All good things, as the title of the very last Star Trek: The Next Generation episode reminded us, must come to an end. It also means that, thankfully, mediocre ones do as well. And IDW’s tale Star Trek: The Q Conflict has mostly veered more towards the latter, on balance.
However, it’s all a matter of perspective. Previously, I’ve lamented what appeared to be continuity overkill, with character after character and one reference after another being shoehorned into the story. Then I spent the weekend I was supposed to be reviewing this final issue watching and re-watching the Star Trek: Picard trailer. Romulans! Borg! Seven of Nine! Data! Be still, my beating fanboy heart. And then I realised I was getting excited about the sort of things I’d been berating The Q Conflict for doing.
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However, the exact reason why I was all in favour of one and not the other comes down to a matter of approach. Whereas in the Picard trailer, each reveal proved to be a lovely and unexpected surprise, with The Q Conflict it’s felt very much like the writers have thrown everything they can at the wall, in order to see what sticks. It may be tempting to have a multi-series crossover which couldn’t ever be done in real life (mainly due to some original cast members having boldly gone); the reality is it’s just unwieldy, and the whole thing ends up shortchanging a great many of the characters.
Actually, it’s perhaps a tad unfair to tar the whole enterprise (no pun intended) with the same brush, as the last couple of issues have shown signs of improvement, but it’s taken a rather long time to get out of impulse and into warp. However, for this final instalment, it appears that we’re back to square one, and any real sense of forward progression seems to have been halted firmly in its tracks. When you’ve got some of the most powerful beings in existence gathered together, along with four Star Trek crews, and miscellaneous other characters thrown into the mix, the ending is always going to be rather tricky to land, having to try and juggle so much.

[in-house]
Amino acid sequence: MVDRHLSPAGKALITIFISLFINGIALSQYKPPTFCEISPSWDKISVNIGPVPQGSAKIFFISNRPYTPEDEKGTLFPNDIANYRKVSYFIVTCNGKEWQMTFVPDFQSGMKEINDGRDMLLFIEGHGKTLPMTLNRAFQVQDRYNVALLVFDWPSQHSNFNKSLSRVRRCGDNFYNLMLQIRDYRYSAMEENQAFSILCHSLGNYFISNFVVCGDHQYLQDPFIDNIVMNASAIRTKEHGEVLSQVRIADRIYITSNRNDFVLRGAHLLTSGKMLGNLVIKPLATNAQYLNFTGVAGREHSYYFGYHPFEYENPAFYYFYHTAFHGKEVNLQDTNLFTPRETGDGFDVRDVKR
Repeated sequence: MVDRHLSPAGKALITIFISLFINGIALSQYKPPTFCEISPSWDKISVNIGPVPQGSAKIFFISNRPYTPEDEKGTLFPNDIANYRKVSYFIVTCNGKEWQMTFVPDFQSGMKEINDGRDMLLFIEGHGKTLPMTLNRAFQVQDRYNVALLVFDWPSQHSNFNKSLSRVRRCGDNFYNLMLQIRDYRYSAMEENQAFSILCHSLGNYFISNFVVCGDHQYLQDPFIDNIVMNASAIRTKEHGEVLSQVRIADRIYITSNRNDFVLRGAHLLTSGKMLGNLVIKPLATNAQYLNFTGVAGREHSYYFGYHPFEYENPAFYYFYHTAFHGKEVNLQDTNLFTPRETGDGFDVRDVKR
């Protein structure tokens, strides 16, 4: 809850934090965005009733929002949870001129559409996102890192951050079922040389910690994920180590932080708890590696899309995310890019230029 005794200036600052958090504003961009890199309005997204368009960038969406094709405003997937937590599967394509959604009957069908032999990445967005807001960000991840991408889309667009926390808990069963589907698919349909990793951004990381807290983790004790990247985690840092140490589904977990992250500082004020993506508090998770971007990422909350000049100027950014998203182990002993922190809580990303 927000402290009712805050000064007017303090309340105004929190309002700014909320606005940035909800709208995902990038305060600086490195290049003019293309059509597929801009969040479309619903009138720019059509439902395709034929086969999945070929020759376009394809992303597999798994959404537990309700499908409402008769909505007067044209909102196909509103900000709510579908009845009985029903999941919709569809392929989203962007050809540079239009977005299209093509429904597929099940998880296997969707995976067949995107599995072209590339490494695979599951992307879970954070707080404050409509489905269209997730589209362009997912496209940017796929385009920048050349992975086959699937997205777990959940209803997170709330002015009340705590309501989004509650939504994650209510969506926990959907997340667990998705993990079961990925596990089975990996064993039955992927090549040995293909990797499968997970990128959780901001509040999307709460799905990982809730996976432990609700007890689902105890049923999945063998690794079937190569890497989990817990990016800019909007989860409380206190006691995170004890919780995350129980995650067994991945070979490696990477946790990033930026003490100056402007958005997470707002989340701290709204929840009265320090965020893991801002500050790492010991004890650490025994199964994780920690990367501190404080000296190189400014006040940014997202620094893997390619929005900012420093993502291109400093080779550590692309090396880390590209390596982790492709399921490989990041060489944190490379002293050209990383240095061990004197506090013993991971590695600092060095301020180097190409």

Alas, in this case, they don’t manage to quite make it stick, and the Tiptons just throw in more and more past Trek stuff instead of trying to provide a satisfactory resolution to things. Army of Mugatu? No problem. A platoon of Kalar from Rigel VII. Sure thing. And how about some of those Talosians? The conclusion pretty much comes down to a shoot out, which feels like so much original Star Trek, so it’s odd to see Kirk and crew sidelined so much, considering just how many classic episodes seemed to see direct action to wrap up a tale, as opposed to the more cerebral Next Generation, for example.
And it’s hardly a massive surprise to see that the final get-out is wiping people’s memories, as it’s the only logical way to wrap things up. One twist which I have to give credit to is that Q leaves it up to the individual characters to decide whether or not they retain their knowledge of the events which took place here, and it’s left up to the readers to decide who they feel would have had it done. By doing so, it manages to avoid being a total cliche, as well as leaving the readers to make their own minds up, meaning any perceived continuity issues are therefore their own problem.
Ultimately, The Q Conflict has proved to be an unsatisfying endeavour, as no-one seems to come off being particularly well served. If you’re going to bring together different iterations of Star Trek, then you need to make sure you have a strong story to support it; the notion alone shouldn’t be the story itself. At the end of the tale, Q admits to Picard that he carried out the whole exercise in order to try and relieve some of the crushing boredom of eternity. Well, it seems that misery loves company, and after ploughing through six issues of this story, you end up feeling like you can certainly get some insight into what that neverending tedium must feel like.
Star Trek: The Q Conflict #6 from IDW is available digitally and from comic shops.